Cedar Shack rises from ashes

Sean C. Morgan

Of The New Era

Nearly four years after arsonists destroyed the Cedar Shack, the restaurant is relatively close to completion.

“Everything’s going really well,” said co-owner Jan Hufford Wilson. “This part seems to be moving very fast.”

Last week, Hufford Wilson and her family were busy painting and working inside the new building, located at the intersection of 40th Avenue and Highway 20.

She hopes to have the family-owned restaurant, famous for its “owl burgers,” open by Grampa Tom’s Car Show in June.

The Cedar Shack burned on Sept. 24, 2004 as part of an attempt to cover up a burglary. Two persons were convicted in connection with the burglary and arson.

The Cedar Shack was a Sweet Home landmark, where truck drivers could place their orders over a CB radio and have them waiting. The Hufford family, long involved in the logging industry offered a specialty menu, with items such as the Chipper Burger and after the timber decline of the 1990s, the Spotted Owl Burger.

The restaurant was originally built in 1965, with an office addition constructed in 1971. At the time of the fire, the business was owned by Tom and Mardy Hufford and managed by Hufford Wilson.

Hufford Wilson had worked in the restaurant from the time it opened until it burned. The family had been planning to open a pizza parlor and rent videos in the newer building, which was destroyed in the fire. The main restaurant was heavily damaged.

“We originally planned to have it open for the car show last year,” said Marvin Wilson, Hufford Wilson’s husband, but they discovered that building a restaurant requires a lot more attention to detail than if it were a residence.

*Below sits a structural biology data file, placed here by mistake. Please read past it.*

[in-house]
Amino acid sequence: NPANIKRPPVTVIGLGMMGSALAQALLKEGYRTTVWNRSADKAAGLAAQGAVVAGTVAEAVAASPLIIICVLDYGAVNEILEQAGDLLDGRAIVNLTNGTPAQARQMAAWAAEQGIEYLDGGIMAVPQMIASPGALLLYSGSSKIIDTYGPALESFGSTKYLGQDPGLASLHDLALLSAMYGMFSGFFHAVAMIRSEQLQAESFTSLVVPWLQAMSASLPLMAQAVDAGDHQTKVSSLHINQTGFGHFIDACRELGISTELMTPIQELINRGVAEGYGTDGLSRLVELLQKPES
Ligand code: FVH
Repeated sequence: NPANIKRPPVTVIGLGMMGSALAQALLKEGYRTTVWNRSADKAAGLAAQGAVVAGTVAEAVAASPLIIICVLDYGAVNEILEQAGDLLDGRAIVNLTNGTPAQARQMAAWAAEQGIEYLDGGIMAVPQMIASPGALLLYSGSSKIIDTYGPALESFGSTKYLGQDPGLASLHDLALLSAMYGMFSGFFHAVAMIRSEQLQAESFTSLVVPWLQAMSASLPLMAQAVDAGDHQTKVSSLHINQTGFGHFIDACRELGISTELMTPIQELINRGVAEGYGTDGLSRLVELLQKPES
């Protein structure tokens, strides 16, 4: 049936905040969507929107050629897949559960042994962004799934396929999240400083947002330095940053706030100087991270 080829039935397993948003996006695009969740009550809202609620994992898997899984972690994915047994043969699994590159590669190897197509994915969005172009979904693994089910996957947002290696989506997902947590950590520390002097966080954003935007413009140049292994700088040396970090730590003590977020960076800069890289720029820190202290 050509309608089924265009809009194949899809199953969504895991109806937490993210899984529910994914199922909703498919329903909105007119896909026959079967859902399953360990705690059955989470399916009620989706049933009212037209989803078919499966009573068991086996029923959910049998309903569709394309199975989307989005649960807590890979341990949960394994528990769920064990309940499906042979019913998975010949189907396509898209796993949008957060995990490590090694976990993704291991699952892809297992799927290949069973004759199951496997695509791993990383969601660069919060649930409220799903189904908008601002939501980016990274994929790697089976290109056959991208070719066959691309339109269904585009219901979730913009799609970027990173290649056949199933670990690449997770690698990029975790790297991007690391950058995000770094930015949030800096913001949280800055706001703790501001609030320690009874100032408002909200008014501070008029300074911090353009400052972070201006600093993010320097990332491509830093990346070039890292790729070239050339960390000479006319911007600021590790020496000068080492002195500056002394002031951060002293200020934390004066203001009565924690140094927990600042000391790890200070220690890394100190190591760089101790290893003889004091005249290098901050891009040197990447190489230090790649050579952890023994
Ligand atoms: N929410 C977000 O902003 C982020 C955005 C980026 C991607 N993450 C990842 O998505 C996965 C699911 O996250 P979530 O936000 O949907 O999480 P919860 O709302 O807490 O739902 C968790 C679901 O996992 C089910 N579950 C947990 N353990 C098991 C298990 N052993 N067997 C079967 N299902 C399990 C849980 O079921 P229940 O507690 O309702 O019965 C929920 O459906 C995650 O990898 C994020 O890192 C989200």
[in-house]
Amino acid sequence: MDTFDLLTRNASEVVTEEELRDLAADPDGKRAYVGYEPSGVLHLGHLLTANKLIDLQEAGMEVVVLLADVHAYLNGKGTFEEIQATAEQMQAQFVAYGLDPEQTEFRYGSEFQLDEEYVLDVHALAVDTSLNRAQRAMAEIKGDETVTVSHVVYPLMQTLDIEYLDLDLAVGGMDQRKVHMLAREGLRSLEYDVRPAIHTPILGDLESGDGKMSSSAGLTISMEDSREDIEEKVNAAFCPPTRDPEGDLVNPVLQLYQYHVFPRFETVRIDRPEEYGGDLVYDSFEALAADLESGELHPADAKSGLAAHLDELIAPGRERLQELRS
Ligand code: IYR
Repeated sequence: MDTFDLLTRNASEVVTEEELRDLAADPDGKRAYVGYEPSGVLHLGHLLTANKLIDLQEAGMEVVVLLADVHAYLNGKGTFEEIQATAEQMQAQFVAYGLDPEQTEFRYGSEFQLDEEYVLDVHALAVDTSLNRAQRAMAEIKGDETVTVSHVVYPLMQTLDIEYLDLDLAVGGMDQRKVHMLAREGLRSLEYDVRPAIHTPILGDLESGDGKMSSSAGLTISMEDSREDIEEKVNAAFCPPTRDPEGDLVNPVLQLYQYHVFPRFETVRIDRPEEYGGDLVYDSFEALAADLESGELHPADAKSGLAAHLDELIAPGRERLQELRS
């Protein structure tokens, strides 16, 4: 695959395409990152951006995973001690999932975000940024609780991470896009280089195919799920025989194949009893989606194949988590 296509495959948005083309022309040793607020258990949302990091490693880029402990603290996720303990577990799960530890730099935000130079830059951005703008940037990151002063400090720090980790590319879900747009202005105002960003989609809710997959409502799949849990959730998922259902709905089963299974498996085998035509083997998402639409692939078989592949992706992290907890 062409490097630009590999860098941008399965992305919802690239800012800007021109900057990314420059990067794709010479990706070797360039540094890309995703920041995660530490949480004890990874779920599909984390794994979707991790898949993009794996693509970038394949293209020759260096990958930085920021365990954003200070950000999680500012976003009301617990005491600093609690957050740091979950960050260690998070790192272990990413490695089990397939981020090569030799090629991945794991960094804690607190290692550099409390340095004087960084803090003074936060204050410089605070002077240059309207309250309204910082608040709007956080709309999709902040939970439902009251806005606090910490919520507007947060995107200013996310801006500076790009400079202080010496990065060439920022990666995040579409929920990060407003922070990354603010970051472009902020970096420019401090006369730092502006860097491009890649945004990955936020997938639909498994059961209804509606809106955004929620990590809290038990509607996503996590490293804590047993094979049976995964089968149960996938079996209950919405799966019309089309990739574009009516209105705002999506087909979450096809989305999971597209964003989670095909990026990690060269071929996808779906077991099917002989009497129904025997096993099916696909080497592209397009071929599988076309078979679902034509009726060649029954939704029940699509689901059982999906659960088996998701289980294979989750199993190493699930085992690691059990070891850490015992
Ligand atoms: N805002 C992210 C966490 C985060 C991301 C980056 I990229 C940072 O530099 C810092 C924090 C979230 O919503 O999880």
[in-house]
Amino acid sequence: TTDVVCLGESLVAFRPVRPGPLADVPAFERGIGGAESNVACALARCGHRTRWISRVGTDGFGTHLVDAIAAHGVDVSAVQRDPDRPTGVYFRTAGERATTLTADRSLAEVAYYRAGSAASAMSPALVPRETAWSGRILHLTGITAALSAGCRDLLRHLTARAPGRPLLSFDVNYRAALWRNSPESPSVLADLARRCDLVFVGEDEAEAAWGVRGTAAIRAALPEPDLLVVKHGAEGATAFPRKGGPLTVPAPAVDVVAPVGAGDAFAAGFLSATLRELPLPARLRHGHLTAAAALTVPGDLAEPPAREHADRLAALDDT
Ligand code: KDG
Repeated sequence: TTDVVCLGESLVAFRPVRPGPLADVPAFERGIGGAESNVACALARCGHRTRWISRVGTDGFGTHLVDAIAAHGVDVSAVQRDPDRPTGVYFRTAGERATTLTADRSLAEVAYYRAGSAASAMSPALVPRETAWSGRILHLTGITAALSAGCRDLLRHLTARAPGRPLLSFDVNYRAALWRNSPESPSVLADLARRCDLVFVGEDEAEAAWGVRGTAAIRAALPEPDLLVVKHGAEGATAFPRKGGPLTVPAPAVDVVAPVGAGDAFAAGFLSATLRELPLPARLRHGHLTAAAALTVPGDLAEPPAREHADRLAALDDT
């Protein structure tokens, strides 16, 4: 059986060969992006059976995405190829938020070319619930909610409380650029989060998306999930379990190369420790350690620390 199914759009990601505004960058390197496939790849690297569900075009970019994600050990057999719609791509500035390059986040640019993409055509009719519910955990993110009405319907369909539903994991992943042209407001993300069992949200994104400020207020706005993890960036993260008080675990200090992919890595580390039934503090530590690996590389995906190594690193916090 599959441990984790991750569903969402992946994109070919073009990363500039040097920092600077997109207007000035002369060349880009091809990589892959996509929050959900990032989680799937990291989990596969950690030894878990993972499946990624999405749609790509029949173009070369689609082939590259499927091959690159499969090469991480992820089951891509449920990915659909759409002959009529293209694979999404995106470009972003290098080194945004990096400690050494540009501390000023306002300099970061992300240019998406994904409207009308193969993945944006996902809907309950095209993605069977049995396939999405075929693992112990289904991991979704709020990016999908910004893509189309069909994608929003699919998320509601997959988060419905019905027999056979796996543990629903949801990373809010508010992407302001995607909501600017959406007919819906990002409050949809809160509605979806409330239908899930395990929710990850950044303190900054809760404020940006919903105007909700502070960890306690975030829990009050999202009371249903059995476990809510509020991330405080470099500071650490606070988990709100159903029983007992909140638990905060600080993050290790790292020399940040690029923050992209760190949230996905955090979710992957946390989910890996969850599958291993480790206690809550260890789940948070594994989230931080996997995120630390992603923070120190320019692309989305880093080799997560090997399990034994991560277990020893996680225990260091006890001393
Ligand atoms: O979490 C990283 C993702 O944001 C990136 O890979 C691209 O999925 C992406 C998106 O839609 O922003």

“We’ve learned a lot, and if you’re going to do this kind of stuff, what to ask,” Hufford Wilson said.

They are getting excited as the restaurant gets closer to opening, she said.

“She hasn’t made an owl burger for four years now,” Wilson said of his wife.

And she’s too old to learn new tricks, Hufford Wilson said. She’s looking forward to running a restaurant again.

Most of the family will be back, she said. Since the fire, many of the family members have taken other jobs, and “we’ll let them keep their jobs. They’ll just have to put their time in.”

Her youngest daughter, Cheryl, hasn’t ever had the chance to work at the Cedar Shack, Hufford Wilson said, but now she’ll get it.

“And I have friends I work with in Albany (at Sears) telling me I have to get them a job,” Brittany Wilson said.

The restaurant is larger than it was before the arson. While it adds seating, it will retain a couple of defining features. First, the CB radio will be back, and truck drivers will be able to order on the road and pick up their order on the way through town.

“We’ve always had an open cooking area,” Hufford Wilson said. With her interest in acting and theater, cooking is kind of like performing and the cooking area a stage.

They’re even thinking of dinner theater as they rebuild the Cedar Shack, she said.

Including the counter, the old Cedar Shack could seat 11, Wilson said. The new version will seat many more.

The Wilsons are rebuilding from scratch, Wilson said. The insurance company said it would cost $400,000 to rebuild. The family is getting into it for $200,000, but they had to borrow to do it.

Among those who have helped with the new building are Hufford Wilson’s sister, Tommy, and brother-in-law, Chip Dalton. Volunteer firefighters also helped hang sheetrock recently.

The insurance money mostly went to cover tearing down the original structure.

The arsonists “got 39 months,” Hufford Wilson said. “We got 30 years.”

The family has never had a mortgage before, but despite having one now, Hufford Wilson is excited and looking forward to getting the business running again.

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